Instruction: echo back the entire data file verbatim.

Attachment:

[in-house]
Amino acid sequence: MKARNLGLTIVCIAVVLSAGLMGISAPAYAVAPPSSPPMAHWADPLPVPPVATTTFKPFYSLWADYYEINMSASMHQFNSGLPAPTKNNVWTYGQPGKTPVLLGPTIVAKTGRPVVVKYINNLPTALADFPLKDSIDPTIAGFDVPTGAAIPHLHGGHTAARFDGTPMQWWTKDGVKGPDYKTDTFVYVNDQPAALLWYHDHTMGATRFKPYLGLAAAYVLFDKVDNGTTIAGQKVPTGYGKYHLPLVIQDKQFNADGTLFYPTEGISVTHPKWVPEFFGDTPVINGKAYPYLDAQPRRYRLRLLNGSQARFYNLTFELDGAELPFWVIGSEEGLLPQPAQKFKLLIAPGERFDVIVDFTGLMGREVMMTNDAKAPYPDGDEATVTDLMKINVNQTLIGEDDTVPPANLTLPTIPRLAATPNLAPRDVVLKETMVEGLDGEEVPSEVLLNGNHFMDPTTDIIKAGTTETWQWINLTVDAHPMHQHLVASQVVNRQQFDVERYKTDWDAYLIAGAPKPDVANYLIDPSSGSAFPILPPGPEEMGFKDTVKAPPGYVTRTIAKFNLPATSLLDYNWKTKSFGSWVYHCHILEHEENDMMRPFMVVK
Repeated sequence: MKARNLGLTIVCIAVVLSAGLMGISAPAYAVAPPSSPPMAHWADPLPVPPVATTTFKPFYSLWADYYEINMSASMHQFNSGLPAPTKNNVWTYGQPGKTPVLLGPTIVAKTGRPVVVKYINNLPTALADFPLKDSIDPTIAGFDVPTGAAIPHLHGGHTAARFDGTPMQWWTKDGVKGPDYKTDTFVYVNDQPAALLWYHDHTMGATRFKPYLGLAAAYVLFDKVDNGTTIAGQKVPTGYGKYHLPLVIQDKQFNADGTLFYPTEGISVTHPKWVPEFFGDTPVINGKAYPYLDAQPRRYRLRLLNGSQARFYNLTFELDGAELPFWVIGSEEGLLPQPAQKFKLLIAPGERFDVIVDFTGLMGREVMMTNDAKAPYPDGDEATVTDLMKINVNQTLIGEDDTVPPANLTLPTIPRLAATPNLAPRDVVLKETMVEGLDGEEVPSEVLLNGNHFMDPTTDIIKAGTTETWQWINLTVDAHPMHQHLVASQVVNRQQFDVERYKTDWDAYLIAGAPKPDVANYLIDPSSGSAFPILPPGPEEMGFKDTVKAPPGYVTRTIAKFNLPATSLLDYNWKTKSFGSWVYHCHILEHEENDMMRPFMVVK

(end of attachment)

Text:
[in-house]
Amino acid sequence: MKARNLGLTIVCIAVVLSAGLMGISAPAYAVAPPSSPPMAHWADPLPVPPVATTTFKPFYSLWADYYEINMSASMHQFNSGLPAPTKNNVWTYGQPGKTPVLLGPTIVAKTGRPVVVKYINNLPTALADFPLKDSIDPTIAGFDVPTGAAIPHLHGGHTAARFDGTPMQWWTKDGVKGPDYKTDTFVYVNDQPAALLWYHDHTMGATRFKPYLGLAAAYVLFDKVDNGTTIAGQKVPTGYGKYHLPLVIQDKQFNADGTLFYPTEGISVTHPKWVPEFFGDTPVINGKAYPYLDAQPRRYRLRLLNGSQARFYNLTFELDGAELPFWVIGSEEGLLPQPAQKFKLLIAPGERFDVIVDFTGLMGREVMMTNDAKAPYPDGDEATVTDLMKINVNQTLIGEDDTVPPANLTLPTIPRLAATPNLAPRDVVLKETMVEGLDGEEVPSEVLLNGNHFMDPTTDIIKAGTTETWQWINLTVDAHPMHQHLVASQVVNRQQFDVERYKTDWDAYLIAGAPKPDVANYLIDPSSGSAFPILPPGPEEMGFKDTVKAPPGYVTRTIAKFNLPATSLLDYNWKTKSFGSWVYHCHILEHEENDMMRPFMVVK
Repeated sequence: MKARNLGLTIVCIAVVLSAGLMGISAPAYAVAPPSSPPMAHWADPLPVPPVATTTFKPFYSLWADYYEINMSASMHQFNSGLPAPTKNNVWTYGQPGKTPVLLGPTIVAKTGRPVVVKYINNLPTALADFPLKDSIDPTIAGFDVPTGAAIPHLHGGHTAARFDGTPMQWWTKDGVKGPDYKTDTFVYVNDQPAALLWYHDHTMGATRFKPYLGLAAAYVLFDKVDNGTTIAGQKVPTGYGKYHLPLVIQDKQFNADGTLFYPTEGISVTHPKWVPEFFGDTPVINGKAYPYLDAQPRRYRLRLLNGSQARFYNLTFELDGAELPFWVIGSEEGLLPQPAQKFKLLIAPGERFDVIVDFTGLMGREVMMTNDAKAPYPDGDEATVTDLMKINVNQTLIGEDDTVPPANLTLPTIPRLAATPNLAPRDVVLKETMVEGLDGEEVPSEVLLNGNHFMDPTTDIIKAGTTETWQWINLTVDAHPMHQHLVASQVVNRQQFDVERYKTDWDAYLIAGAPKPDVANYLIDPSSGSAFPILPPGPEEMGFKDTVKAPPGYVTRTIAKFNLPATSLLDYNWKTKSFGSWVYHCHILEHEENDMMRPFMVVK